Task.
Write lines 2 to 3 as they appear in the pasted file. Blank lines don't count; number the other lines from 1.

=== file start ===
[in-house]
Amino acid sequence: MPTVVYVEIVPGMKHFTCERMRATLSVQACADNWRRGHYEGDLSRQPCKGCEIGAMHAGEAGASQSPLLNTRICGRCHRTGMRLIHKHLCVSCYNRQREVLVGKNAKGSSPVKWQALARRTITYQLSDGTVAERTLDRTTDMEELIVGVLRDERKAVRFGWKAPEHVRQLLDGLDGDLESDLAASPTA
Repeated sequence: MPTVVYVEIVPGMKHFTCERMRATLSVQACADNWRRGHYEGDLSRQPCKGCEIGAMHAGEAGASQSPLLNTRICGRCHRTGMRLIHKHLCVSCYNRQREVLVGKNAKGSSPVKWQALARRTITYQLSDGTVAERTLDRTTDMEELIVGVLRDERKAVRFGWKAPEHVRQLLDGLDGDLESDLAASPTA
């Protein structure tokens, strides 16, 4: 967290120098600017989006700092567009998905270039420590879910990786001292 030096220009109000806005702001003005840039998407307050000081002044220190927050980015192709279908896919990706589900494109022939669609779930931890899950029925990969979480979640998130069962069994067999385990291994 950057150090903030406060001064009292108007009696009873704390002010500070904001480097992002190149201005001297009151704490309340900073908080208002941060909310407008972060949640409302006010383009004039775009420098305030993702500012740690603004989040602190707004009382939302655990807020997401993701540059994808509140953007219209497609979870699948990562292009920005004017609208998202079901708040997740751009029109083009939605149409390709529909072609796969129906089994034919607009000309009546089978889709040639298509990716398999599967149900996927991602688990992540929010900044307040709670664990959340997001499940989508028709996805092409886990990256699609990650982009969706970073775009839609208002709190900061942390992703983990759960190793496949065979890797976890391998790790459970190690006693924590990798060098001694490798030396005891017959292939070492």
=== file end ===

Amino acid sequence: MPTVVYVEIVPGMKHFTCERMRATLSVQACADNWRRGHYEGDLSRQPCKGCEIGAMHAGEAGASQSPLLNTRICGRCHRTGMRLIHKHLCVSCYNRQREVLVGKNAKGSSPVKWQALARRTITYQLSDGTVAERTLDRTTDMEELIVGVLRDERKAVRFGWKAPEHVRQLLDGLDGDLESDLAASPTA
Repeated sequence: MPTVVYVEIVPGMKHFTCERMRATLSVQACADNWRRGHYEGDLSRQPCKGCEIGAMHAGEAGASQSPLLNTRICGRCHRTGMRLIHKHLCVSCYNRQREVLVGKNAKGSSPVKWQALARRTITYQLSDGTVAERTLDRTTDMEELIVGVLRDERKAVRFGWKAPEHVRQLLDGLDGDLESDLAASPTA